31st March 2011

Why We Tested a Preproduction Ford Explorer

posted in Car News Articles |
The internet has caught fire! In case you missed it, today’s basic gripe goes a little something like this. Us hacks at Motor Trend did a six-way SUV comparison test and put the brand spankin’ new Ford Explorer dead last. And – are you sitting down – we (gasp!) tested a… I can hardly type, my hands refuse to cease trembling… we tested a PREPRODUCTION VEHICLE!!! Please retroactively cancel my subscription for the last decade. Jerks. That’s fair, but here’s the thing. We didn’t know the Explorer was preproduction until after we handed it back to Ford in pieces.

A couple of points if I may. It’s not like we pulled a fast one on Ford. We ordered up a car for this comparison on December 20, 2010, seven weeks before before we took delivery of the vehicle on February 14, 2011. One would assume that’s more than enough time to get us a production vehicle. Why, the Dodge Durango launch was a few weeks after the Explorer’s, yet somehow Dodge managed to get us an actual production truck for our test.

Which brings up another point – how long has Ford been launching new cars? Put another way, how long have the new products Ford launches been instantly thrown into comparison tests against competitive products? Again, maybe you prefer our buff book competitors, but it’s not exactly like Motor Trend just crawled out from under a rock. Not only that, Ford knows full well what we do with not only their cars and trucks, but with all the cars, trucks, vans and SUVs that we test. We beat the snot out of them, for a week straight. Especially when we do comparison tests. Which is exactly what our road test editor told Ford we’d be doing with the Explorer almost two full months before they delivered it.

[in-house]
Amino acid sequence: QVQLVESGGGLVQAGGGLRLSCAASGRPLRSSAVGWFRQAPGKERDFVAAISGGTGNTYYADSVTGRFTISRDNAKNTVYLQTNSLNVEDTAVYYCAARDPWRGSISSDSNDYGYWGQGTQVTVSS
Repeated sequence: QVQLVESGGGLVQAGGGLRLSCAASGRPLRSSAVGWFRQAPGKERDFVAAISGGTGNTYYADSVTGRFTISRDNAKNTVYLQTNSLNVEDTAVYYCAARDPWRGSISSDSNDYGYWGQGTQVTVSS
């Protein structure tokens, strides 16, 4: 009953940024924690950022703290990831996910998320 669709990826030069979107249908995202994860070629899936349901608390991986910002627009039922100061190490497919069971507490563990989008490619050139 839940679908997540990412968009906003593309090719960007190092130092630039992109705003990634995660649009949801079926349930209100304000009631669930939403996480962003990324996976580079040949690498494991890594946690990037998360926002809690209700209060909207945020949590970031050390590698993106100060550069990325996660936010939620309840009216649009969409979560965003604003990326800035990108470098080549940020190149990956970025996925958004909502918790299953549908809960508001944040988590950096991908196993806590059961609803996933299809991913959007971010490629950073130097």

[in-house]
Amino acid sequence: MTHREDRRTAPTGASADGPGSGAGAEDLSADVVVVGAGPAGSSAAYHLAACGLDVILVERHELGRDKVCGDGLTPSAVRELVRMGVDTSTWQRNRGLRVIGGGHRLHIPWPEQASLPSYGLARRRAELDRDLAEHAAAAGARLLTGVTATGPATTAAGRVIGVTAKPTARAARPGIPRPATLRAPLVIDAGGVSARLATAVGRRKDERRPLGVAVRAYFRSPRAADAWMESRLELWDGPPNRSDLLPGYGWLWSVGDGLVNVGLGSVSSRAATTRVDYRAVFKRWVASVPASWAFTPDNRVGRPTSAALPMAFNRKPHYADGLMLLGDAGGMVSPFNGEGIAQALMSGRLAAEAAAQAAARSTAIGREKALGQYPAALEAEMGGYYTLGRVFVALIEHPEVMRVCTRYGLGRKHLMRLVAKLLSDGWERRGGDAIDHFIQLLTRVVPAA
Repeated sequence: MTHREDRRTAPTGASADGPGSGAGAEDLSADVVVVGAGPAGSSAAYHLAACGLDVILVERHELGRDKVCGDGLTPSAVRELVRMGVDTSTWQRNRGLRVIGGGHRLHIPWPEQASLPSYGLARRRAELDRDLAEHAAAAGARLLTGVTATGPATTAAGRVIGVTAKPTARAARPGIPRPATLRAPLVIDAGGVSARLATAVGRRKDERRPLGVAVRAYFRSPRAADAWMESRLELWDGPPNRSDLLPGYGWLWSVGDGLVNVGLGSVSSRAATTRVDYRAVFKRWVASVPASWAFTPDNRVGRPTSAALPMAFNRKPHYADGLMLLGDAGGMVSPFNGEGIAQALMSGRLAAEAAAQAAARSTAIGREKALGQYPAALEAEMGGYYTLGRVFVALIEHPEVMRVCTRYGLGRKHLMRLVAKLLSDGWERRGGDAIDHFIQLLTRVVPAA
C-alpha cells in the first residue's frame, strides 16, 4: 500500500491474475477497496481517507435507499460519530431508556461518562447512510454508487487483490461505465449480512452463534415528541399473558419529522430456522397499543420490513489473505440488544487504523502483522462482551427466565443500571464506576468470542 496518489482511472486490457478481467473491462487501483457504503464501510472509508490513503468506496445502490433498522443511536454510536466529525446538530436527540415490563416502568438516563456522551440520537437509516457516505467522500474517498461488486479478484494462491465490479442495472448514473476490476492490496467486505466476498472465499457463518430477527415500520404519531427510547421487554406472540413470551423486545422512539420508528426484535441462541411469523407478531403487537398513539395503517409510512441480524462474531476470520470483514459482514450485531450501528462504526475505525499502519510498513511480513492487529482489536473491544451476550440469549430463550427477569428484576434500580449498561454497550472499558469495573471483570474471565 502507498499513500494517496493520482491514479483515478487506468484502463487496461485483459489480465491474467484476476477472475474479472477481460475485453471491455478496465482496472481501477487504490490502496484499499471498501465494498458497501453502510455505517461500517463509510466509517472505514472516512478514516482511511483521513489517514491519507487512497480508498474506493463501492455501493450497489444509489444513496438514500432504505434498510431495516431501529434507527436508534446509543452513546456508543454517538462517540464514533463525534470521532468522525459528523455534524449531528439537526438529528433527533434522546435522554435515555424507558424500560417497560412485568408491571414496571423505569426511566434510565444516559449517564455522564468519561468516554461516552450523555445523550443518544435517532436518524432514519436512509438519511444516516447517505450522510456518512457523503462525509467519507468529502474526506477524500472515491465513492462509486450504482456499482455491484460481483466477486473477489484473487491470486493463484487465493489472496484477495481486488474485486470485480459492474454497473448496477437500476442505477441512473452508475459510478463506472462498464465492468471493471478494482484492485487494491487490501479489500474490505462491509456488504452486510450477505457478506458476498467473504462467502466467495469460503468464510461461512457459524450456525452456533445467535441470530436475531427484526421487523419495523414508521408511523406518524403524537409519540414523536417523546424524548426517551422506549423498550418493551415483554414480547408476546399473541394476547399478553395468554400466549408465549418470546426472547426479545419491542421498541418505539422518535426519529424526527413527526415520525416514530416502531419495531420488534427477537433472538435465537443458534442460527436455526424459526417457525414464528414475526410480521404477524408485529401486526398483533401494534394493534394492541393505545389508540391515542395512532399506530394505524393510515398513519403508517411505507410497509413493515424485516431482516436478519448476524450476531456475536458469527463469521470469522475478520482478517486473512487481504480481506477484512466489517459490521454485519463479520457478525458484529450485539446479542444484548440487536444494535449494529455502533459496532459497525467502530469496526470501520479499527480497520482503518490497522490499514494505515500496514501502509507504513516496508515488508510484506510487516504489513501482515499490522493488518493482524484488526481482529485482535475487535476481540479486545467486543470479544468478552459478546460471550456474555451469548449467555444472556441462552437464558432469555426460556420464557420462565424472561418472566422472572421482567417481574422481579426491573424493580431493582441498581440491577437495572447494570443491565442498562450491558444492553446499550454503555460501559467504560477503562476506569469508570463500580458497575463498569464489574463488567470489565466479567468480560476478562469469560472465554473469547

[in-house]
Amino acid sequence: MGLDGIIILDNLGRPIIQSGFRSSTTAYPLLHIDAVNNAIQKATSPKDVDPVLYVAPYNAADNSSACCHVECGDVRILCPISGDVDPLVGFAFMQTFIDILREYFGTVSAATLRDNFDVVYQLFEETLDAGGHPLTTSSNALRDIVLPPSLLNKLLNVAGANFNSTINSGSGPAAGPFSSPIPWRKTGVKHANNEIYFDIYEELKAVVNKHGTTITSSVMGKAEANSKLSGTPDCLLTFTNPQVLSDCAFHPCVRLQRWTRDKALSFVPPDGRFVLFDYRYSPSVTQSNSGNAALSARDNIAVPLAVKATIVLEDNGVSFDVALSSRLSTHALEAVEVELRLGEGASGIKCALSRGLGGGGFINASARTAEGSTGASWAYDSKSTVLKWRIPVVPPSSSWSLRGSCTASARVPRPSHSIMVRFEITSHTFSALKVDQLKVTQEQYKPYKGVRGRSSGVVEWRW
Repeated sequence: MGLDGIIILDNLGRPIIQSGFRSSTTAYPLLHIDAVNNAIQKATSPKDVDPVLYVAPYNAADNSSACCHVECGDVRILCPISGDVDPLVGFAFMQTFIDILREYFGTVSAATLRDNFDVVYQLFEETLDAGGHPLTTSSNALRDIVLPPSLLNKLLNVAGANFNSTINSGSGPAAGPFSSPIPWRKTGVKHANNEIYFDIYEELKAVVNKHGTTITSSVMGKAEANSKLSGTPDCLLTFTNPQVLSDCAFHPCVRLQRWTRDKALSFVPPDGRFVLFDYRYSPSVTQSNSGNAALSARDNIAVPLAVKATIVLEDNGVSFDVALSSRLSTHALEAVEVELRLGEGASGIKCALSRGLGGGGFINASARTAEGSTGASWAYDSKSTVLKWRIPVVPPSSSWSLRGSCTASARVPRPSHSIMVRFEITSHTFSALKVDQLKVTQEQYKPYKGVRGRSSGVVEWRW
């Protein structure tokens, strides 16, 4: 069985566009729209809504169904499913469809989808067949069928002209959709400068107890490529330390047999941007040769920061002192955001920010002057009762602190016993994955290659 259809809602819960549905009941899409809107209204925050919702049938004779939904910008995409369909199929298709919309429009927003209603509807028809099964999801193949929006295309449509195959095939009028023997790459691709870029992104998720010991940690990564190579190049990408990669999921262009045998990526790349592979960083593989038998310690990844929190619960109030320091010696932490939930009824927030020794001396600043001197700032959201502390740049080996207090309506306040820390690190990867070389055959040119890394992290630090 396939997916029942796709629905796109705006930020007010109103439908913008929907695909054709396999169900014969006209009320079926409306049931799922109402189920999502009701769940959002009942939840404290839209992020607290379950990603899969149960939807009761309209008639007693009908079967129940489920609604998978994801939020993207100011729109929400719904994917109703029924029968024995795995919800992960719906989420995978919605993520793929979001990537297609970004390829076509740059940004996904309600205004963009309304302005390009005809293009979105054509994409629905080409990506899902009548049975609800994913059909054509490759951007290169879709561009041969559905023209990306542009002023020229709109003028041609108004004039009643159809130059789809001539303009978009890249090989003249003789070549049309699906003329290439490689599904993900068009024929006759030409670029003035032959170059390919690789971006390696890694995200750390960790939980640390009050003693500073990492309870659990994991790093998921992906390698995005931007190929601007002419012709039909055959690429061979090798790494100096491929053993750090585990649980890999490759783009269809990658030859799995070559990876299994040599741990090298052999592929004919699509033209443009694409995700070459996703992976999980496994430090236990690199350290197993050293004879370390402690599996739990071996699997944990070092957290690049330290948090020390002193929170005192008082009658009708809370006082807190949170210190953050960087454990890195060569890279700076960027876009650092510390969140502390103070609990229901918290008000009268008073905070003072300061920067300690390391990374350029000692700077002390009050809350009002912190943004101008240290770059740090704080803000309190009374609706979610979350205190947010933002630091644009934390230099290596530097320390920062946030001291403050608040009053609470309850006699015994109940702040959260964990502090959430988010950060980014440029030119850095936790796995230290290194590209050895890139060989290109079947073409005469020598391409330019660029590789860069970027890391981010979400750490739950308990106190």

Back to the original point, when we took delivery of the Explorer, Ford never said one word about it being a preproduction vehicle. Now, on occasion a manufacturer does hand you over a preproduction product. When they do, two things tend to happen. The first is that they tell you about it. A phone call or an email materializes from a PR person explaining that the car is preproduction, it’s about 90% complete, don’t worry about part X, it’s being addressed, etc. We didn’t get that message until after Ford had the Explorer back in their possession. The other thing that happens with preproduction cars is that they get a warning tag on the passenger sun visor that states, “Preproduction Vehicle.” Not on the Explorer we tested.

I wrote the comparison and I’m the one making the excuses. I’m doing so because I feel a little hung out to dry. None of us here at Motor Trend had any notion that the Explorer was preproduction until after I’d turned in my story and the car was back in Ford’s hands. Once we were alerted to this, our entire editorial team went back and forth trying to figure out if we should even mention all the product defects we encountered. We felt we should, because not only were there so many of them, but because one in particular — MyFord Touch rebooting while the vehicle’s in motion — is affecting other Fords.

But let me be clear about one final point. A properly sorted production 2011 Ford Explorer still would have finished in last place. It’s simply not as good as the competition.

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